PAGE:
Why I love Eugenia Parrilla

postitleswirl

This week it is my very great honor to welcome Eugenia Parrilla and Yanick Wyler to Tangoloft, on behalf of Mona Isabelle.

Of course there’s a lot to love.  What seems distinguishes her from so many other dancers, amateur and professional, is the Source of her Pleasure. (I should say ‘apparent Source’ because obviously I do not know what is going on with her. I can only talk about what I see.)

There are three usual sources of tango pleasure for women:

  • Being a good girl.
  • Pride in getting this man (temporarily or permanently).
  • Intense emotional relief at receiving some moments of tender attention from a man.

I have experienced and pursued all of these pleasures. But I don’t think they develop my best, or tango’s.

Eugenia seems to find other pleasures in our dance:

  • She seems to be using tango to express herself, rather than reaching hungrily for ancient gender detritus.
  • She seems to be using her whole body to the limits of her own possibility, rather than within a codified range of movement.

 

After their show, I had the unanticipated experience to dance with Yanick. I had been so focused on Eugenia that I hadn’t really given Yanick much of my attention as a dancer. But of course he’s her match. I didn’t feel his arms, only the power of his body moving around me, and his smile like sunshine on my face. In 20 seconds he figured out what I could do, and in four songs he worked with my strengths, found my limits, and created something beautiful with them. That’s dancing.

And something felt familiar in his dance, an echo from years ago, from that era in Buenos Aires when the men I danced with surprised me, because their improvisation was driven by an ardent investigation of how to break patterns. These days there are few surprises. The lack of ambition of the current tango era is driving me to drink and get out my stopwatch in milongas.

No one will ever dance like Eugenia Parrilla, but there are some things of her dance that I dare to want:

  1. I want to be allowed the pleasure to move my own body. I want to be trusted to do that. The misunderstanding happens here: When I say that I want to move, people interpret that as autonomous movement. “Might as well Mark then, or take up Contact Improv.” I’ve done both of those, and that is NOT the point. I don’t want to do so much as an unmarked voleo, or to slow down the mark. I want to do his movement on his timing, but I want to control my muscles as I do it, so that I can enjoy it. I do not want to be forced. I want to be trusted to move my own body. When I’m allowed to do this, I can create more possibilities for him.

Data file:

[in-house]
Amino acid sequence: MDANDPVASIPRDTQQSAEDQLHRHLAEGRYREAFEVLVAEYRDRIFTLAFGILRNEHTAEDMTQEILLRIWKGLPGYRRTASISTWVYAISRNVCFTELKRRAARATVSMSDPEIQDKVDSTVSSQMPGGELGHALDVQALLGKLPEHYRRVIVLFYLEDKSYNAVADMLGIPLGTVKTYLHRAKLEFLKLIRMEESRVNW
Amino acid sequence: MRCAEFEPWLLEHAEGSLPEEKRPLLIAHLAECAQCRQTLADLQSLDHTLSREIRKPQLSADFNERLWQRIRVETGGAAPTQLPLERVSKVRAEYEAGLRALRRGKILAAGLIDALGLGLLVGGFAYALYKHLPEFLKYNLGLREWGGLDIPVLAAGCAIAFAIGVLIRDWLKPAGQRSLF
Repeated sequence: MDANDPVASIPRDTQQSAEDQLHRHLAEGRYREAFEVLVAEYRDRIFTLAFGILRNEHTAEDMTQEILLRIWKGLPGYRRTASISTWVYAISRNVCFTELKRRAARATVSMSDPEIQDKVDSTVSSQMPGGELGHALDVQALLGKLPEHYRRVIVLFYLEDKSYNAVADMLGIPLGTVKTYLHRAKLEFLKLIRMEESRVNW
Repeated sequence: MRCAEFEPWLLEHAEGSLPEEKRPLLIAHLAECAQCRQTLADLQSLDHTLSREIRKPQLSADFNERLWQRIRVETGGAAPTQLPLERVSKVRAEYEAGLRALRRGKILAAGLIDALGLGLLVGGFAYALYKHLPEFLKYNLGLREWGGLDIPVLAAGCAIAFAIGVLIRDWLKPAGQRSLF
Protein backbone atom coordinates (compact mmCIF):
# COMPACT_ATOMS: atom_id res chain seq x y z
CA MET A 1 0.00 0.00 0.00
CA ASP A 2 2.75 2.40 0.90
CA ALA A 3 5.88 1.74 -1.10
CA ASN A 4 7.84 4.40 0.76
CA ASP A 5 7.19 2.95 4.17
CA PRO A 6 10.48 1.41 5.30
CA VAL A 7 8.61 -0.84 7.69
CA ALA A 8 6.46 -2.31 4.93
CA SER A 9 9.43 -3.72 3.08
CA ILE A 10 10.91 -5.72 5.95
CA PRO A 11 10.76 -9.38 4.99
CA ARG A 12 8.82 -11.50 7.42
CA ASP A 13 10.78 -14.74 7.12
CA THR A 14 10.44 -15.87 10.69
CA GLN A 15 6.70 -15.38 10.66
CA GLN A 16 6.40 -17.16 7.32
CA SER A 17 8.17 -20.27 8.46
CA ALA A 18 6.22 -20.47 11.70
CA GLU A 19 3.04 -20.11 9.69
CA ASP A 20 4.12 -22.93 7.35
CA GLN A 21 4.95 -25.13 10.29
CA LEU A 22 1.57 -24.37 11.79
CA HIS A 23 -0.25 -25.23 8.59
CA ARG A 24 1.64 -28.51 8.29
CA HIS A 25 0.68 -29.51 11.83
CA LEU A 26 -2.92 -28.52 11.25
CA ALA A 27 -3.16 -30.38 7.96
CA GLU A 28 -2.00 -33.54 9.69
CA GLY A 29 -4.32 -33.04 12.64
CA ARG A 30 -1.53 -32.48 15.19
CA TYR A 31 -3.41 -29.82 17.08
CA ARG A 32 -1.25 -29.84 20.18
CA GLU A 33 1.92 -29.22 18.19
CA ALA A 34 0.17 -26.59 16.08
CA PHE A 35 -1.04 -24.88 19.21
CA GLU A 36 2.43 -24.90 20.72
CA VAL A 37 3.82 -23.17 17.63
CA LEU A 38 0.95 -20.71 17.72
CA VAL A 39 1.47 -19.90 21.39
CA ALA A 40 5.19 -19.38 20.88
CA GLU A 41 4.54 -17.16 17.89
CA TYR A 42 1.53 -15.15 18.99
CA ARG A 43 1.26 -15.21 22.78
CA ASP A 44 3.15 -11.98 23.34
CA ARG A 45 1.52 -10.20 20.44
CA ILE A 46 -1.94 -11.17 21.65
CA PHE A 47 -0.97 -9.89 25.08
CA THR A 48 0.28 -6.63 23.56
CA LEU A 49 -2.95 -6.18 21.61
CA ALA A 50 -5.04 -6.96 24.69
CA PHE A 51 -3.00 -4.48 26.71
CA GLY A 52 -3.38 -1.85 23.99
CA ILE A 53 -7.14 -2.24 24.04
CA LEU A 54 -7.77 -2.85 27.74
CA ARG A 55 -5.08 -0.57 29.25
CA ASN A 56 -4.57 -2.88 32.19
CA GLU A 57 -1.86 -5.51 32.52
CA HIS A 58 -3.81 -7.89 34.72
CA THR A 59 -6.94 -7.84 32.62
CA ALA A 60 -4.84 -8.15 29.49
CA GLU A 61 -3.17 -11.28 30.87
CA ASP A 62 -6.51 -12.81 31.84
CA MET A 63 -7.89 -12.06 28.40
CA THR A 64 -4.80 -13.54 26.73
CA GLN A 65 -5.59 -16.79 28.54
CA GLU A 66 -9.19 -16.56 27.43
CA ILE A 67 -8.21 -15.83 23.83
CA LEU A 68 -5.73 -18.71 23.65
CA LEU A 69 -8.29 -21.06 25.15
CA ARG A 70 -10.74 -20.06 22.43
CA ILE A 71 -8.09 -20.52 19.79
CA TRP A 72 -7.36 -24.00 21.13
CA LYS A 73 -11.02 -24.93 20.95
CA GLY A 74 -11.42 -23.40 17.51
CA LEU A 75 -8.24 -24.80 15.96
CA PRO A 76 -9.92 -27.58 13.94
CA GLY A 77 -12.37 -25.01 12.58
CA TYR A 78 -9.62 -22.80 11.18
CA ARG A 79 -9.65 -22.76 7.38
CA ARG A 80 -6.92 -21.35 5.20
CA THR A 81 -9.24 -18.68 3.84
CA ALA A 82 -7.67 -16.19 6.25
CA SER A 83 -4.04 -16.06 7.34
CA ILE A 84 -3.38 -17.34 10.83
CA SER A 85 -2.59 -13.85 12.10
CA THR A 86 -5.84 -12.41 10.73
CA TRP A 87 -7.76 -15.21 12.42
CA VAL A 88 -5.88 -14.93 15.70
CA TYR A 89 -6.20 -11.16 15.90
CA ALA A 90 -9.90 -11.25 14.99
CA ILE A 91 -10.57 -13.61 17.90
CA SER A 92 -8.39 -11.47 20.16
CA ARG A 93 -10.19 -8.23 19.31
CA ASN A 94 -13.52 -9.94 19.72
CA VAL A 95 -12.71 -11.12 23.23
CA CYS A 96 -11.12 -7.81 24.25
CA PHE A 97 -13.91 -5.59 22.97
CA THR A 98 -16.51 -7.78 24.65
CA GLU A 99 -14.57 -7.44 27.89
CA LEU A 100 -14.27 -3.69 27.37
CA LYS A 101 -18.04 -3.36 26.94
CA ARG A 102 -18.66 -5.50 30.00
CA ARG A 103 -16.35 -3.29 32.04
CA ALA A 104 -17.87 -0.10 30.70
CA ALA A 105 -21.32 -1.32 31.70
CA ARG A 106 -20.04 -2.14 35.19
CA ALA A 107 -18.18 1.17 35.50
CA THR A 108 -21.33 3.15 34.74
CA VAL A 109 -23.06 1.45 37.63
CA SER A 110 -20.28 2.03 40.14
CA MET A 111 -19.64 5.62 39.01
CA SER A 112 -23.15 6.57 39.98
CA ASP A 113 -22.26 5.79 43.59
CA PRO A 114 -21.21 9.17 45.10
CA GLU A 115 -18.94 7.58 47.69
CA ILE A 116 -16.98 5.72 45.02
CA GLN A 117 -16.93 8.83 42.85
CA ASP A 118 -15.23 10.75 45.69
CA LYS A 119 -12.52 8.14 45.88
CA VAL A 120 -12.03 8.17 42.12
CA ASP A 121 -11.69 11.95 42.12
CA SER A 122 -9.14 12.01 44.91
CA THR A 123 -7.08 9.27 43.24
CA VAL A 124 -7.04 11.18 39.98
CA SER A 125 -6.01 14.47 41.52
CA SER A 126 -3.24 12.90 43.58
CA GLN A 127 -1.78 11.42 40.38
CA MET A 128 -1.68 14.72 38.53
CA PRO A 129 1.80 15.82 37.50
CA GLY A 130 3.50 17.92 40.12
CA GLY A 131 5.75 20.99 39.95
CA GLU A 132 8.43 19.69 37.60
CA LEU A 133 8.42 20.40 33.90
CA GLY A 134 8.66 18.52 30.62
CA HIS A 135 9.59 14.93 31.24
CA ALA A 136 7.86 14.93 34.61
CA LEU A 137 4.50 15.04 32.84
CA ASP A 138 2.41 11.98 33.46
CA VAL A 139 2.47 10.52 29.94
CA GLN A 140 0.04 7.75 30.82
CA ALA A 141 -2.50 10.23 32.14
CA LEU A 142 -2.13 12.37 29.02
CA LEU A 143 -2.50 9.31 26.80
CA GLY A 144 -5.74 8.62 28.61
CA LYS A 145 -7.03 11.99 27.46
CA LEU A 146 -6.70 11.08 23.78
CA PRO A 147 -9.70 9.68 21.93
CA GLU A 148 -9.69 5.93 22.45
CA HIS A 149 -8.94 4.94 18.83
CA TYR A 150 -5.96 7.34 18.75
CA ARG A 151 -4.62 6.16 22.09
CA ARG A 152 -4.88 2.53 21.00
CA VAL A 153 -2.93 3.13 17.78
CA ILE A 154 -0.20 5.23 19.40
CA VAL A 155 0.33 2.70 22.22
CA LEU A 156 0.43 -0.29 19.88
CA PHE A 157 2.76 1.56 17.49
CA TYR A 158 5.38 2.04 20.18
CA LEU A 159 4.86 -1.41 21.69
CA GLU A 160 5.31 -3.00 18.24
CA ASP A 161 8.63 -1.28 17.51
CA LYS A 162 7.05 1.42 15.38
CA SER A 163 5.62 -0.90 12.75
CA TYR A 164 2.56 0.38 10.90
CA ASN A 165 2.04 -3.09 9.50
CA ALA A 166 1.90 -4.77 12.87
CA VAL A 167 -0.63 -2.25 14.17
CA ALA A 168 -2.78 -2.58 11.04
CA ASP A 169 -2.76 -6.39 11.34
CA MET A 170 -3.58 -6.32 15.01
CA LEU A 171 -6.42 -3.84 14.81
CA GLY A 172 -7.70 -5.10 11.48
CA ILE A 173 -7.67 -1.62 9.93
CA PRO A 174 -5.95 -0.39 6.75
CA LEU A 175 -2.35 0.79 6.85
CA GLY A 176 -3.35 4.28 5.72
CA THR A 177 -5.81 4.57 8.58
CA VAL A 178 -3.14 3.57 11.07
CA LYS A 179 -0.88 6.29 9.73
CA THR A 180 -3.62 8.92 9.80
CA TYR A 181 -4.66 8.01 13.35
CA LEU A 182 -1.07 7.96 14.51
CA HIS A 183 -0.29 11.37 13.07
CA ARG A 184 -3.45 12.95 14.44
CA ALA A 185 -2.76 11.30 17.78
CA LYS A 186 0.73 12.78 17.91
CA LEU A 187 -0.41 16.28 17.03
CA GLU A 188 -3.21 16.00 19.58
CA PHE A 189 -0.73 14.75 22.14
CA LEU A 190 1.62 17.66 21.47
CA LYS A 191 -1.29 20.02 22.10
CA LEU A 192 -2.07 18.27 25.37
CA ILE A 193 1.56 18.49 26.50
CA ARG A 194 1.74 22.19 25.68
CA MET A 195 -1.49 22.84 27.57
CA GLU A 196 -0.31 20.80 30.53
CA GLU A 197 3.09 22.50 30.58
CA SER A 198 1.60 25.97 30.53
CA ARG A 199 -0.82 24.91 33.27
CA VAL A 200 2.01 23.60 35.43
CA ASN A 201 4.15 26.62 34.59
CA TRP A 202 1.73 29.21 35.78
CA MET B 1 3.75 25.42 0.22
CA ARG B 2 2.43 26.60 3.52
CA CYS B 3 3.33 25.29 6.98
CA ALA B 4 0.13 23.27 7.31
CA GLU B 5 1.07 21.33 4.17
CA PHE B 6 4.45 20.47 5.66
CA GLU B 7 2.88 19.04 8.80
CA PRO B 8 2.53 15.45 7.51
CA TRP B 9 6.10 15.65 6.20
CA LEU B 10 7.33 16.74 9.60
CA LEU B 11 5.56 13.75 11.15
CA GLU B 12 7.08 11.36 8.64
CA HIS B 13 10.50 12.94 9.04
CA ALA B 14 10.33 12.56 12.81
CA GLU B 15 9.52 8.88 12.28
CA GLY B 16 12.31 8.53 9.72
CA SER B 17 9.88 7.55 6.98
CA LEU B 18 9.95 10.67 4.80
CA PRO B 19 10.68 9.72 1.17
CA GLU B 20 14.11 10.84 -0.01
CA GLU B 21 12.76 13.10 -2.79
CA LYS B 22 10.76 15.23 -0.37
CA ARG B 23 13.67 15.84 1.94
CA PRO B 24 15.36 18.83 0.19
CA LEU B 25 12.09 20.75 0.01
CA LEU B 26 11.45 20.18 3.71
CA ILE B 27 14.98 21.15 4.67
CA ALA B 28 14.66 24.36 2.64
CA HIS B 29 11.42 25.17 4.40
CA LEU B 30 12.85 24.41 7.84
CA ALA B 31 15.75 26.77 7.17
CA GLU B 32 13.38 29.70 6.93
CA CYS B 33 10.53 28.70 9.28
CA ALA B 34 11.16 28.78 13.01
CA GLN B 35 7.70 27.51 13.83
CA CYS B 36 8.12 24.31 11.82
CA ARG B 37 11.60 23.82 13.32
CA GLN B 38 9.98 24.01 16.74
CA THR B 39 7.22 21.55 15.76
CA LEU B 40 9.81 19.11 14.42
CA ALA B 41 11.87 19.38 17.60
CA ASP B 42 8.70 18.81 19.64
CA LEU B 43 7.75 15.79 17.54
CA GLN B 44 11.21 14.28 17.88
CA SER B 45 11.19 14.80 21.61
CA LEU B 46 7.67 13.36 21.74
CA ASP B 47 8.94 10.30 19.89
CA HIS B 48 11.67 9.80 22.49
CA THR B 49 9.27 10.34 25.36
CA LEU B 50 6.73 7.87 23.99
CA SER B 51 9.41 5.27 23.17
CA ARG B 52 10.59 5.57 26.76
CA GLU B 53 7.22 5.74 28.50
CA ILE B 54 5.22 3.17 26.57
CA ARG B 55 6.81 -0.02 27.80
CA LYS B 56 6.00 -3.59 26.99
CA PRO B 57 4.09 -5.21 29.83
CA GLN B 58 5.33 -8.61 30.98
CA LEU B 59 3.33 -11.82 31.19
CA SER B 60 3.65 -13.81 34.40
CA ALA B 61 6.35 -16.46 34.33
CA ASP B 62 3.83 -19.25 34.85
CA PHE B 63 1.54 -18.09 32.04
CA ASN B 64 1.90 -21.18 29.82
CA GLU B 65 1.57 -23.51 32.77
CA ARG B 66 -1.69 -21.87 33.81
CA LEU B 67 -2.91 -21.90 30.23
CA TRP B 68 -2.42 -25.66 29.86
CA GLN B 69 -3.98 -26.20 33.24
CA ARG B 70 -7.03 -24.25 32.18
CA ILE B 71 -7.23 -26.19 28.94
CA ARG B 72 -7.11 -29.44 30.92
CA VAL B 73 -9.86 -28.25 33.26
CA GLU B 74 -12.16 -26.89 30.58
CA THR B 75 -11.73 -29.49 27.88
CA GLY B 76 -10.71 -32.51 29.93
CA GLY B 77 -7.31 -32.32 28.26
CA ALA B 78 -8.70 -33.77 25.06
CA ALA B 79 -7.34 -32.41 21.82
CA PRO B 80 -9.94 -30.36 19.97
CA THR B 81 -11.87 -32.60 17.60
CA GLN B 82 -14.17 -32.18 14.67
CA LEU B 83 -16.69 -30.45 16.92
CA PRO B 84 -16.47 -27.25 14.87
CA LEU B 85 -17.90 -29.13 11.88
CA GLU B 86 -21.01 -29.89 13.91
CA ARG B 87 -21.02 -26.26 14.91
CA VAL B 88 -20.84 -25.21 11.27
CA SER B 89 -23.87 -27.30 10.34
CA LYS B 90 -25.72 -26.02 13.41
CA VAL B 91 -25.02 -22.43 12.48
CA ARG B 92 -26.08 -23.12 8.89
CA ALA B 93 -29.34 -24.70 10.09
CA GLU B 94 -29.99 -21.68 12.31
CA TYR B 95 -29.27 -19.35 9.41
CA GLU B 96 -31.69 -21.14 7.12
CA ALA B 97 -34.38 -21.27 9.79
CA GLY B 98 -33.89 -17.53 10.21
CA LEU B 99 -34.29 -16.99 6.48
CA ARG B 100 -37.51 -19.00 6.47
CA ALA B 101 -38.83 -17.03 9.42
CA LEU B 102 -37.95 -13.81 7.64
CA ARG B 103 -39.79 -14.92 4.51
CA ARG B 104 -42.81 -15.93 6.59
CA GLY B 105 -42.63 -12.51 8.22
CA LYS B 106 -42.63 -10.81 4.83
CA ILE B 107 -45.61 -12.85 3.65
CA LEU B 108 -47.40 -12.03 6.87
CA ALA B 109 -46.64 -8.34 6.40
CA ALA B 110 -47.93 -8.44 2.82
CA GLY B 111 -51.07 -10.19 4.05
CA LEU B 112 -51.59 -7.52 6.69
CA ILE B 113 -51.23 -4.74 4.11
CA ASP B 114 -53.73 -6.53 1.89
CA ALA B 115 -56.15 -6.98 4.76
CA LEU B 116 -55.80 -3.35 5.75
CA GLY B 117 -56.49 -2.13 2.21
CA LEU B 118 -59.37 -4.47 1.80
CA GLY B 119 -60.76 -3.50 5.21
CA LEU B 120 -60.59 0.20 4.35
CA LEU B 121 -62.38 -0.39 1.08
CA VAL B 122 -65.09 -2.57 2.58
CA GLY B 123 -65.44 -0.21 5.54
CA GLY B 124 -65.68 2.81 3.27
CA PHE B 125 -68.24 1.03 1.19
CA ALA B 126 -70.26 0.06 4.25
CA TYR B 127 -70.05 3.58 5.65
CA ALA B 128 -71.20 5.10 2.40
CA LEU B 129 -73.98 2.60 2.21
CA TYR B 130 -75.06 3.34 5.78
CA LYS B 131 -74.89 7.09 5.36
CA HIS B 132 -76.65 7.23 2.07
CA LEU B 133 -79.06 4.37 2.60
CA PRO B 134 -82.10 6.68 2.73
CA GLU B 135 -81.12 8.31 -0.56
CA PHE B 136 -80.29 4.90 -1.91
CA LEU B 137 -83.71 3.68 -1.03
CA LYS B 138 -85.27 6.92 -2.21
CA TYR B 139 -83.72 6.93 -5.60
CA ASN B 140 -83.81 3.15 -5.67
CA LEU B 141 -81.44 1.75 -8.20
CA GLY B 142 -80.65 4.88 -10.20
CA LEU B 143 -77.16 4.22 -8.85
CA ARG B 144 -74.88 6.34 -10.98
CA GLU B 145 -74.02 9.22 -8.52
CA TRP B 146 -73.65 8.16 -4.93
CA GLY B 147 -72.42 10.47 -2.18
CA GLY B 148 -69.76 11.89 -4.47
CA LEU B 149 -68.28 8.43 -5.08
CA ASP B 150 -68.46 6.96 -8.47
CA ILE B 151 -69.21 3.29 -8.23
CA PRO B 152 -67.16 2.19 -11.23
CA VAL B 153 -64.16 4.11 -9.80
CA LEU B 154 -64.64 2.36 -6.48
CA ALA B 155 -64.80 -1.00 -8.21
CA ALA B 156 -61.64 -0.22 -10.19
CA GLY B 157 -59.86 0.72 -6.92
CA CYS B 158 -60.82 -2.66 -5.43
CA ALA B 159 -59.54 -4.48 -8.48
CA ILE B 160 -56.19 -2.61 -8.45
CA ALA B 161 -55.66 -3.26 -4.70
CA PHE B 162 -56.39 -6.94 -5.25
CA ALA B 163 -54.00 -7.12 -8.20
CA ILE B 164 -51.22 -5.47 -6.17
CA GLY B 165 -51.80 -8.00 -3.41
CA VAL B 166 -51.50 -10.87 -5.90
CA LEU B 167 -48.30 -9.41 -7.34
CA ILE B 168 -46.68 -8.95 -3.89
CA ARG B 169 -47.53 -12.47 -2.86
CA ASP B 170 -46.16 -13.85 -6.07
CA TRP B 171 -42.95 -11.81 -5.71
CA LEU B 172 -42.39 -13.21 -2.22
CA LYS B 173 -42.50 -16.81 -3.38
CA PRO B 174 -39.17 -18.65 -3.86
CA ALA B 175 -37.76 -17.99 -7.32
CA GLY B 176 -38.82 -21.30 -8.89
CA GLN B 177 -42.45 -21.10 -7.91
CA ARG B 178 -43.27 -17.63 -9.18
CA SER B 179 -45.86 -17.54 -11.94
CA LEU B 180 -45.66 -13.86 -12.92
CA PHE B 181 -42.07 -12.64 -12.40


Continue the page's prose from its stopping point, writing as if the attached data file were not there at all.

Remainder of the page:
2. I want the mark to use my possibilities fully. I can’t do what Eugenia can do, but I can do things that not everyone can do and I want to know that my training and acumen are being put to service in developing maximum creativity at every moment.

 

You have to enjoy every part of the movement.
–Eugenia Parrilla

Eugenia Parrilla

 

 

I want you to know that you are not alone…

embrace orig crop

… neither in your dreams for tango nor in your frustrations.

My deepest desire is the same as all my students and friends … those who have yet to start dancing and those who dance a lot.

It’s partnership.

One thing I’ve learned on this quest, we need to:

Stop Waiting for Partners, and start Building them.

I’ve written a 10-step Action Plan.

Are you ready to find the Partners you want?

 

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Important Insights

Books

Power is the courage, confidence, and competence to make things happen. I want to create in a way that’s incomparable and define my own compensation package. You too?

Syntax of Power is a raw, potent, and spare revelation of how I got to where I am and how I take on the struggle every day.

This book is not about tango, it’s about everything else.

It’s about stepping into the darkness of change, learning how to take care of yourself, and making things happen.

Dyv stands for Duro y Vio. We were inspired by a 2007 conference at Harvard University about tango as a transnational culture. Also we wanted to create something that would help people to imagine a queerer tango. We forbid ourselves to use the word ‘passion’ and instead tried to articulate the experience more precisely.

Argentine Tango is more than an elaborate and difficult dance, it is an international culture of intimacy, desire, and dignity. No mere romance or memoir, the intricately woven stories evoke tango’s true mysteries … the elation, the frustration, the compulsion…

We published the book in 2009. Dancers asked “how did you know what I was feeling?”

Silences in history. Silences by code. Silences of fear. You already know that Tango’s silences can be sublime and they can be devastating.

What I do in my blog is use myself as a lens – sometimes a microscope, sometimes a telescope. I try to be as honest with myself and you as words concede. Then I try to find a deeper meaning and imagine a pathway for us.

A blog post can be a fragment, a wisp of inspiration, an outline for thinking. A book must complete and reconcile it all. Now I drag the social scientist to the scene to enumerate the facts of the case, the mystery which brought both stardom and tragedy to my life.

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